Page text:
So – Chris Hammer; one of the foremost writers in the genre called Outback Noir. Set in rural or smalltown Australia, it’s some of the hottest (literally and figuratively) fiction around! Tell us about Opal Country…
This is Hammer’s fourth book, and he’s establishing himself as one of the leading lights in this genre – Jane Harper was first to burst onto the scene, with The Dry (although the late Peter Temple has a couple of crime fiction novels worth a look), and she was followed by a number of authors – and, so far, they’ve all been very good. Chris Hammer is one of the best, with his Martin Scarsden series (Scrublands, Silver and Trust), and now Opal Country. Before we talk about Opal Country, some other names worth a mention are Emma Viskic, Garry Disher, Helen Fitzgerald, Michael Robotham, and Kathryn Fox. I also recently reviewed a book called Wake, which is an excellent debut by a writer called Shelley Burr – don’t miss it.
So what’s Opal Country about?
It features a new character – cop Ivan Lucic. Lucic is sent from the city to investigate a murder in a small town, which is dying as an opal mining town (and doesn’t have much else going for it, save a large open cast mine.) He’s partnered with Nell Buchanan, who was previously based in the town in question, Finnigan’s Gap. For personal reasons, she is not happy to be back – and nor is she popular, as she busted some cops who were on the take with dealers, but those in charge value her intel on the town and some of its characters.
Tell us a bit about the murder…it’s somewhat unusual isn’t it?
It is. The victim was an opal miner, and his death is called in anonymously, because it was discovered by the lowest of the low – the “ratters.” They basically steal from an opal mine when they hear a miner is on a good streak – as it’s such a small place, with only one place to sell your stones, it’s not easy to keep it a secret when you hit a good seam of stones. It’s such an issue that some miners sleep right at their mine, to protect their claim.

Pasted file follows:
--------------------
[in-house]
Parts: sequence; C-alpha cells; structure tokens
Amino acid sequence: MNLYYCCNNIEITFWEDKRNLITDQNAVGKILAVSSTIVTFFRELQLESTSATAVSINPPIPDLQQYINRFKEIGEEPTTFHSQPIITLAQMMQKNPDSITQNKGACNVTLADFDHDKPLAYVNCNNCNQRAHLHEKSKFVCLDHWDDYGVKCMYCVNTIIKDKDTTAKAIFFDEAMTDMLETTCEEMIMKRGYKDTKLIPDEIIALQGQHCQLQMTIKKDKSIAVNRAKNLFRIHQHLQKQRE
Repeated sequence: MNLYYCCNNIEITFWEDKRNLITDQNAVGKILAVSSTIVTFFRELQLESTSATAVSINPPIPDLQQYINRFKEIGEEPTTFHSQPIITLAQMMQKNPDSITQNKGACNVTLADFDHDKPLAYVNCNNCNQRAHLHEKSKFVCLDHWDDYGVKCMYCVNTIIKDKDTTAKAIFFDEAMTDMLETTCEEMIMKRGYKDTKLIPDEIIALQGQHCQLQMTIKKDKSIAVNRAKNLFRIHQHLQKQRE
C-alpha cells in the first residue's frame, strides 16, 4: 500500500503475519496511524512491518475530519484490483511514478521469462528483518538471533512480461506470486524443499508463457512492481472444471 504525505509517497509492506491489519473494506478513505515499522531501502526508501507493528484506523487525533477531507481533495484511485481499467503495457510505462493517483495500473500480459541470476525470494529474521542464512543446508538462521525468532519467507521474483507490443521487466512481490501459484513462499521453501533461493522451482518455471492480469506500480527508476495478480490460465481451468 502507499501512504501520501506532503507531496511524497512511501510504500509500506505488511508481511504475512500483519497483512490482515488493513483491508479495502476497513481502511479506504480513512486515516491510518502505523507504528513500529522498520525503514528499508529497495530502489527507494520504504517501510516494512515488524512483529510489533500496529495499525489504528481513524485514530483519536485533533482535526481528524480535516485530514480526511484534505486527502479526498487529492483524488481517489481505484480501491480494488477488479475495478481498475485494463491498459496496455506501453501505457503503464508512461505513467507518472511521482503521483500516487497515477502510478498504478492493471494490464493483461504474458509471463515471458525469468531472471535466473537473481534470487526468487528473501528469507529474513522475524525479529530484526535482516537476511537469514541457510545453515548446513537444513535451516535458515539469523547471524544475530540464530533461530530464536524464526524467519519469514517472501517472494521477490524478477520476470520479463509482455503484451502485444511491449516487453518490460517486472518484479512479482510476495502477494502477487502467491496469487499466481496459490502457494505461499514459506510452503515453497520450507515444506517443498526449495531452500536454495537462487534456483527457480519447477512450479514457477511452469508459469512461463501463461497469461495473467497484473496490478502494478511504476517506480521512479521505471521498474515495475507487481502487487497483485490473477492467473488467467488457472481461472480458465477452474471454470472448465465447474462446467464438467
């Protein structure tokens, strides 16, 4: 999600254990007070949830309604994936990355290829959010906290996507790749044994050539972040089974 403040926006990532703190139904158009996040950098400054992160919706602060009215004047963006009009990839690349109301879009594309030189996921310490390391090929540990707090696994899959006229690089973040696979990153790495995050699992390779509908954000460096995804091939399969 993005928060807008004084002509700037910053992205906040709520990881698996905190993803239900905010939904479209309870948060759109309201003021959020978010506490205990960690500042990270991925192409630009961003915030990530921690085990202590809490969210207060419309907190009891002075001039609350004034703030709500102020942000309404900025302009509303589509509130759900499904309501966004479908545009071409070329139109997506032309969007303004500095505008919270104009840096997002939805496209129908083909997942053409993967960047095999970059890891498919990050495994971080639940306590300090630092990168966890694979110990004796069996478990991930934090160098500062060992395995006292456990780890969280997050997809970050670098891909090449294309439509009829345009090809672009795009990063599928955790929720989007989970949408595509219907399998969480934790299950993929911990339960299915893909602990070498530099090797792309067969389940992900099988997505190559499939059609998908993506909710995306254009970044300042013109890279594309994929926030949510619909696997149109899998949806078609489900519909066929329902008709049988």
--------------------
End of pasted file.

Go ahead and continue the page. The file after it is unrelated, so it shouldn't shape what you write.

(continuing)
The victim is found crucified, on a large cross of wood – but that was done some time after his death. Does this mean two different parties were involved in the murder? And what about his history, when he killed his wife and her sister, his neighbouring miner’s wife and mother to his son years before? Could someone still want revenge for that…?
There’s also a somewhat bizarre religious settlement on the edge of the town, which Jonas, the victim, and his wife, had been involved with years before. All these places need investigation by Ivan and Nell – for a small town, Finnigan’s Gap has a lot of people for them to cross off their list!
And Ivan and Nell have some personal issues to deal with too, don’t they?
Ivan has a fondness for gambling, and pours money into the machines at the local club where everyone eats and drinks…mainly drinks, as is the case in small towns with nothing to do. And Nell had a bit of a romance going when stationed here previously, the rekindling of which ends in complete embarrassment for her.
It’s a big book – the hardback comes in at just under 500 pages – but, if you’re like me, you’ll gulp it down in big chunks. It’s “bloody brilliant,” as they’d say Down Under!
Opal Country is out now in paperback. I’d like to thank Wildfire Books for sending me a proof, but that in no way affected my opinion. This is an honest review.
In the desolate outback town of Finnigans Gap, police struggle to maintain law and order. Thieves pillage opal mines, religious fanatics recruit vulnerable youngsters and billionaires do as they please.
Then an opal miner is found crucified and left to rot down his mine. Nothing about the miner’s death is straight-forward, not even who found the body. Homicide detective Ivan Lucic is sent to investigate, assisted by inexperienced young investigator Nell Buchanan.
But Finnigans Gap has already ended one police career and damaged others, and soon both officers face damning allegations and internal investigations. Have Ivan and Nell been set up, and if so, by whom?
As time runs out, their only chance at redemption is to find the killer. But the more they uncover, the more harrowing the mystery becomes, and a past long forgotten is thrown into scorching sunlight.
Because in Finnigans Gap, nothing stays buried for ever.